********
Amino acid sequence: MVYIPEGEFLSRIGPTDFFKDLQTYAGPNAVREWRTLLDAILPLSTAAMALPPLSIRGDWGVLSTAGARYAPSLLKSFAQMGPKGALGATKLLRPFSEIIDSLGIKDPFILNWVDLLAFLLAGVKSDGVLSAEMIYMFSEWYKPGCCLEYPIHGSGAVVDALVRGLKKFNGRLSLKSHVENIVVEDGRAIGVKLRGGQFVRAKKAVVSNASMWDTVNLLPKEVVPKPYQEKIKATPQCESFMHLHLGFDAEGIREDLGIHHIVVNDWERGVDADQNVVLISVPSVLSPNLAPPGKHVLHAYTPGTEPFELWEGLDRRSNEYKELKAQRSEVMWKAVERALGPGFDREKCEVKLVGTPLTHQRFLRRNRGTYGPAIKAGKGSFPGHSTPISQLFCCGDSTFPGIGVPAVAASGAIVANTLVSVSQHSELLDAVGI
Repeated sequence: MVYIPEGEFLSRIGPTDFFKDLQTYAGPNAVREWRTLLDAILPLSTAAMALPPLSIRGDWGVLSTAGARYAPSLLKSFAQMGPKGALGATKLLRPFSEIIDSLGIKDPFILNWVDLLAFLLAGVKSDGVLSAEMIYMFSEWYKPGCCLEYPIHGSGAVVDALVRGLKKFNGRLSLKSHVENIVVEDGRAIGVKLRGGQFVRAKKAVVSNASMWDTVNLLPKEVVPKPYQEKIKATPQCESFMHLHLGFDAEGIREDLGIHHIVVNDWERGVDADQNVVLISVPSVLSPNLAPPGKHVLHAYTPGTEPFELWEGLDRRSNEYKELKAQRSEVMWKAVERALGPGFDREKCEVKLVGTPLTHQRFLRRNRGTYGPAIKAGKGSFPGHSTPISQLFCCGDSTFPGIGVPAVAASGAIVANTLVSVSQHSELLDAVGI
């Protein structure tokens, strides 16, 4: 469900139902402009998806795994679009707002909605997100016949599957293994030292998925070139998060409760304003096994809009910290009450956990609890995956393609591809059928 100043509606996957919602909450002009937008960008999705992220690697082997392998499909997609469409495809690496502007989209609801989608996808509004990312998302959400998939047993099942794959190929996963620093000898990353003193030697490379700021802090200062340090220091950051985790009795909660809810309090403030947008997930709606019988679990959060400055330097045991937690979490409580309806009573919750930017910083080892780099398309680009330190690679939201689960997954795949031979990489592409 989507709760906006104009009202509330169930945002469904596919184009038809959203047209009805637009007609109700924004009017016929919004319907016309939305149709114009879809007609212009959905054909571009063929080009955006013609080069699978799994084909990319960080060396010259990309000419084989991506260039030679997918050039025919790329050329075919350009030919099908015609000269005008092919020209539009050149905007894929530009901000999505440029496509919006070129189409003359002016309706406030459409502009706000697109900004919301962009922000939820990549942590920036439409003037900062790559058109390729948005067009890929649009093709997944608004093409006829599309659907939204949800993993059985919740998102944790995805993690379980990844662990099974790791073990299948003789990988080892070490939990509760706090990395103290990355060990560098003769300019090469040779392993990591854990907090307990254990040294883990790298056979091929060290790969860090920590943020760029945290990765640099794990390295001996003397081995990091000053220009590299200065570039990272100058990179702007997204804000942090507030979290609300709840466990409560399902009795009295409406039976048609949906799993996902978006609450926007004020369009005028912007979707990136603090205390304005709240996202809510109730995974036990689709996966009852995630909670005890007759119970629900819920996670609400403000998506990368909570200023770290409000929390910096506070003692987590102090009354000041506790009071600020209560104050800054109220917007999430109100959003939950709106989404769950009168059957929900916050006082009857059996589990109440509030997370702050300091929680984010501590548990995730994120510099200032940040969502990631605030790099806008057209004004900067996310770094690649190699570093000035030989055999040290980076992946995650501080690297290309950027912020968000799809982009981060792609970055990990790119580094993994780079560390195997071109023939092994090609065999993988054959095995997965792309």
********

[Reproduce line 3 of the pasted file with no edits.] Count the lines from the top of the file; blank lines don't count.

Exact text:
């Protein structure tokens, strides 16, 4: 469900139902402009998806795994679009707002909605997100016949599957293994030292998925070139998060409760304003096994809009910290009450956990609890995956393609591809059928 100043509606996957919602909450002009937008960008999705992220690697082997392998499909997609469409495809690496502007989209609801989608996808509004990312998302959400998939047993099942794959190929996963620093000898990353003193030697490379700021802090200062340090220091950051985790009795909660809810309090403030947008997930709606019988679990959060400055330097045991937690979490409580309806009573919750930017910083080892780099398309680009330190690679939201689960997954795949031979990489592409 989507709760906006104009009202509330169930945002469904596919184009038809959203047209009805637009007609109700924004009017016929919004319907016309939305149709114009879809007609212009959905054909571009063929080009955006013609080069699978799994084909990319960080060396010259990309000419084989991506260039030679997918050039025919790329050329075919350009030919099908015609000269005008092919020209539009050149905007894929530009901000999505440029496509919006070129189409003359002016309706406030459409502009706000697109900004919301962009922000939820990549942590920036439409003037900062790559058109390729948005067009890929649009093709997944608004093409006829599309659907939204949800993993059985919740998102944790995805993690379980990844662990099974790791073990299948003789990988080892070490939990509760706090990395103290990355060990560098003769300019090469040779392993990591854990907090307990254990040294883990790298056979091929060290790969860090920590943020760029945290990765640099794990390295001996003397081995990091000053220009590299200065570039990272100058990179702007997204804000942090507030979290609300709840466990409560399902009795009295409406039976048609949906799993996902978006609450926007004020369009005028912007979707990136603090205390304005709240996202809510109730995974036990689709996966009852995630909670005890007759119970629900819920996670609400403000998506990368909570200023770290409000929390910096506070003692987590102090009354000041506790009071600020209560104050800054109220917007999430109100959003939950709106989404769950009168059957929900916050006082009857059996589990109440509030997370702050300091929680984010501590548990995730994120510099200032940040969502990631605030790099806008057209004004900067996310770094690649190699570093000035030989055999040290980076992946995650501080690297290309950027912020968000799809982009981060792609970055990990790119580094993994780079560390195997071109023939092994090609065999993988054959095995997965792309």